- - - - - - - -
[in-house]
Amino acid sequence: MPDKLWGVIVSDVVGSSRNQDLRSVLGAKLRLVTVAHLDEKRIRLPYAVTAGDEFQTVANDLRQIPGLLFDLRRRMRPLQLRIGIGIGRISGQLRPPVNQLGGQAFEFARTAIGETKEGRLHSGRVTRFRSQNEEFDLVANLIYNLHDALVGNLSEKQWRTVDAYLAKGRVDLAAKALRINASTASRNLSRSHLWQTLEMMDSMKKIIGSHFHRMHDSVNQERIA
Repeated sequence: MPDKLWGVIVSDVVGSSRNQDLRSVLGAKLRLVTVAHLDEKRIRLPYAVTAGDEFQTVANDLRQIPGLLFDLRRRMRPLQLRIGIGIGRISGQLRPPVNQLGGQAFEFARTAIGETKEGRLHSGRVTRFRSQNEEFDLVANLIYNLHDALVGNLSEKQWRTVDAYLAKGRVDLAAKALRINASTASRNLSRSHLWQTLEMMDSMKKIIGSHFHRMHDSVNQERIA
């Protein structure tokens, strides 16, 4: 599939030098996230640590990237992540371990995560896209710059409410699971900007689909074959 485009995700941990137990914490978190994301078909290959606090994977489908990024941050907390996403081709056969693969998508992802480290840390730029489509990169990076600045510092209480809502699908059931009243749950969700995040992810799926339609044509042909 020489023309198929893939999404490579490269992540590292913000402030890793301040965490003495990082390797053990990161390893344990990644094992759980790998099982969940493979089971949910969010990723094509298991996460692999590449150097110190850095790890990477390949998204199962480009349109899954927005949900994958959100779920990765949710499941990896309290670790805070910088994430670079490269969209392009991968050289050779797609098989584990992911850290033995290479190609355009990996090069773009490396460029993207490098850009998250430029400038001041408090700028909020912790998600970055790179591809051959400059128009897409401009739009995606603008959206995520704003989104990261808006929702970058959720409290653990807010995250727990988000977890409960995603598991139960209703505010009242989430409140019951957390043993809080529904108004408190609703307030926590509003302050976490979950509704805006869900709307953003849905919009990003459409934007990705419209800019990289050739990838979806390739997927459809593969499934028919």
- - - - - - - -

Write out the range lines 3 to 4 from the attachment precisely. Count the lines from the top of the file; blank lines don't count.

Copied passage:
Repeated sequence: MPDKLWGVIVSDVVGSSRNQDLRSVLGAKLRLVTVAHLDEKRIRLPYAVTAGDEFQTVANDLRQIPGLLFDLRRRMRPLQLRIGIGIGRISGQLRPPVNQLGGQAFEFARTAIGETKEGRLHSGRVTRFRSQNEEFDLVANLIYNLHDALVGNLSEKQWRTVDAYLAKGRVDLAAKALRINASTASRNLSRSHLWQTLEMMDSMKKIIGSHFHRMHDSVNQERIA
């Protein structure tokens, strides 16, 4: 599939030098996230640590990237992540371990995560896209710059409410699971900007689909074959 485009995700941990137990914490978190994301078909290959606090994977489908990024941050907390996403081709056969693969998508992802480290840390730029489509990169990076600045510092209480809502699908059931009243749950969700995040992810799926339609044509042909 020489023309198929893939999404490579490269992540590292913000402030890793301040965490003495990082390797053990990161390893344990990644094992759980790998099982969940493979089971949910969010990723094509298991996460692999590449150097110190850095790890990477390949998204199962480009349109899954927005949900994958959100779920990765949710499941990896309290670790805070910088994430670079490269969209392009991968050289050779797609098989584990992911850290033995290479190609355009990996090069773009490396460029993207490098850009998250430029400038001041408090700028909020912790998600970055790179591809051959400059128009897409401009739009995606603008959206995520704003989104990261808006929702970058959720409290653990807010995250727990988000977890409960995603598991139960209703505010009242989430409140019951957390043993809080529904108004408190609703307030926590509003302050976490979950509704805006869900709307953003849905919009990003459409934007990705419209800019990289050739990838979806390739997927459809593969499934028919």